Arts & Entertainment

Picking Splinters: Weighing the Odds

The NFL season kicks off Thursday night, making the obvious question of the week “are you ready for some football?”

With all of the media coverage of the NFL, coverage that continues longer than that of any of the other major leagues and ramps up to a frenzy at the start of the summer, it’s hard to believe anyone will enter this week’s games unprepared. Although, with a disproportionate amount of that coverage tilting towards Brett Favre’s unretirement, it’s conceivable folks may have missed out on some interesting story lines. Here are the stories I’ll be monitoring as the season progresses.

The New England Patriots were nearly perfect last season … but that one loss sure stung. Coming into 2008, there’s no reason the Pats can’t be just as good. That does not mean however that there won’t be some challenges. Tom Brady enters the season a little dinged up and his offensive line, which looked as sturdy as balsa wood in the Super Bowl, is another year older. That could prove to be a bad combination. After losing Asante Samuel, the Pats are a little thin at cornerback too. They brought in Deltha O’Neal this week, but the fact that O’Neal was still available a week before the season starts should probably tell you something.

For all the potential problem areas though, is anyone really willing to bet against Bill Belichick with an entire offseason to plot his revenge? Me either.

The Super Bowl champs enter the season facing some adversity as well, losing Osi Umenyiora for the season and Michael Strahan to retirement – the real kind. But early reports are showing that Eli Manning has finally come into his own and, with the confidence given by last year’s Super Bowl win, could have finally reached his lofty potential. He had a good season last year, but also had far too many interceptions (20). If he cuts back on the picks, the Giants could be right back in the playoffs this year.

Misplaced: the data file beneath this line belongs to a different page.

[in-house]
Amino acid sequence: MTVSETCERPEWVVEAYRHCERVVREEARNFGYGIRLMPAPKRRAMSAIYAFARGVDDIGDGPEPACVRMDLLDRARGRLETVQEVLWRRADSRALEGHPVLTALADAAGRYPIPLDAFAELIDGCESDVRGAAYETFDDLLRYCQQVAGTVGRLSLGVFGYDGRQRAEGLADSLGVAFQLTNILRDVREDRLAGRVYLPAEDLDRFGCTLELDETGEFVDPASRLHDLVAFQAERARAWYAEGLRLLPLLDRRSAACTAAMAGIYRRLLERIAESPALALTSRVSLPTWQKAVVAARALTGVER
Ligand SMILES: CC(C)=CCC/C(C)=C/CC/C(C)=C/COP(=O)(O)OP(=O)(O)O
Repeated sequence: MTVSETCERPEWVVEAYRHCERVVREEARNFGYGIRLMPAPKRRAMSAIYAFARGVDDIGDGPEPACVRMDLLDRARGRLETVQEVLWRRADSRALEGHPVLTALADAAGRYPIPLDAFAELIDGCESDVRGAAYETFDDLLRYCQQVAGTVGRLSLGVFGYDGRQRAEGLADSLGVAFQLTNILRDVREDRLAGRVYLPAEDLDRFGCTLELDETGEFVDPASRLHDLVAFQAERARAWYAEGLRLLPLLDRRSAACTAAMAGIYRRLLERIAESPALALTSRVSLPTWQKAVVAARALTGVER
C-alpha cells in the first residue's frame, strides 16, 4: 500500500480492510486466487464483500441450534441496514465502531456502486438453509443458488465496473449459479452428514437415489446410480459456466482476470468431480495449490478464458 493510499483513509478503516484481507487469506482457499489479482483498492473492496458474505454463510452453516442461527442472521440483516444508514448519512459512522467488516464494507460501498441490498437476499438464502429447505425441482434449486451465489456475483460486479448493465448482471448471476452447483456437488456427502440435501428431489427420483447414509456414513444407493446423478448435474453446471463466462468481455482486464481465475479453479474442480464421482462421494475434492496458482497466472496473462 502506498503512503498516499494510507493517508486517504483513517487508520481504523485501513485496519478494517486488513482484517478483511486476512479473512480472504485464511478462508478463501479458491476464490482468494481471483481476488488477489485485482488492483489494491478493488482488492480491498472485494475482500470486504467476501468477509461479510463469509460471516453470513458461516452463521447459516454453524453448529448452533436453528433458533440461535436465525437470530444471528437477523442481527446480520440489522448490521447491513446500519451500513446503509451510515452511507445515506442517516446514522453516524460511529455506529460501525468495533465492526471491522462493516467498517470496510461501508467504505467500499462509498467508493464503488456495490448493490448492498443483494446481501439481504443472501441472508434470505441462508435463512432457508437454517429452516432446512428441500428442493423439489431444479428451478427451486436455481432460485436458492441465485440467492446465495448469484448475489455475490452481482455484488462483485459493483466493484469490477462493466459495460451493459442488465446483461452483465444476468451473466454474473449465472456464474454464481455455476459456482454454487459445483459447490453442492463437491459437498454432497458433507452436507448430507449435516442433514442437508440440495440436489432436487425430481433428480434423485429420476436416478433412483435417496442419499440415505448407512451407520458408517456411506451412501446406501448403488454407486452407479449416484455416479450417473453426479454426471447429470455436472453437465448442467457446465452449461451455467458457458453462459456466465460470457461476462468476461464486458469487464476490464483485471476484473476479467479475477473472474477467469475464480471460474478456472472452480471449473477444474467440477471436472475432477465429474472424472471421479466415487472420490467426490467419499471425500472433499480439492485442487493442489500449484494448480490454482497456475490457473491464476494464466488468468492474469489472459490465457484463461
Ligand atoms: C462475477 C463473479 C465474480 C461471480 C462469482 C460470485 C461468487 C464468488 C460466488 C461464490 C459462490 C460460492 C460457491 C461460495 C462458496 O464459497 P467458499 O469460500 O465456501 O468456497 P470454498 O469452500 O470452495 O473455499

I’ll also have my eye on the NFL’s bad boys, Pacman … er, excuse me, Adam Jones of the Cowboys, the Bengals’ Chris Henry and … Marvin Harrison? The quiet Harrison seems not to fit here, but this past offseason Philadelphia police questioned the Indianapolis wide receiver regarding a shooting near his North Philly bar. Will the issue bubble up during the season?

There’s been a lot of talk about how Jones has been surrounded by “good influences” like former Cowboys Michael Irvin and Deion Sanders. As someone who watched football in the 1990s, I find that statement a little laughable. Irvin and “Prime Time” both had their run-ins with Johnny Law in their day and neither would have been considered a suitable role model for a player on thin ice with the league. To be fair, Irvin and Sanders may have really cleaned up their act and are simply showing Jones how to do the same. For Jones’s sake however, I hope the advice stops short of the wardrobe department. Their outfits have been known to make even the glamorous Prince look like a monk in comparison.

This year’s trendy dark horse pick for the Super Bowl seems to be the Minnesota Vikings. Yes, the Vikings have a great defense, but they also have Tarvaris Jackson at quarterback. A guy who throws 12 interceptions to just nine touchdowns doesn’t seem like the type that can navigate his team through the playoffs, regardless of how good his defense and running back are. Trent Dilfer at least threw more TDs than picks when he won with the Ravens in 2001.

Will Darren McFadden follow in the footsteps of last year’s stud rookie RB, the Vikes’ Adrian Peterson? Or will he fit the more disappointing mold of Reggie Bush, who has yet to play to his astronomical expectations in New Orleans?

Okay, I’ll be watching to see how Broadway Brett does with his new team. But I won’t like it.

Then there are the Washington Redskins and their phenomenal flameouts to end their preseason schedule. I know preseason games don’t count, but Skins fans have to be discouraged by the monumentally awful showings heading into Thursday night’s game with the Giants. There are a lot of questions about the offense and a lot of doubts that the Skins can make the playoffs in Year One under Jim Zorn.

Quarterback Jason Campbell showed glimpses of his talent last year, and now he has a pair of rookie receivers to give him some taller targets. But there’s still the simple fact that Campbell and the offense have had to learn three different playbooks in the past four years. If you look at the successful teams around the league, they’ve all had consistency among their offensive units. Will the Skins stick with their plans if things go awry? Or will they start tweaking and change things as they’ve done for the last four years? If it’s the latter, I suspect I’ll be writing a similar blurb about the team this time next year.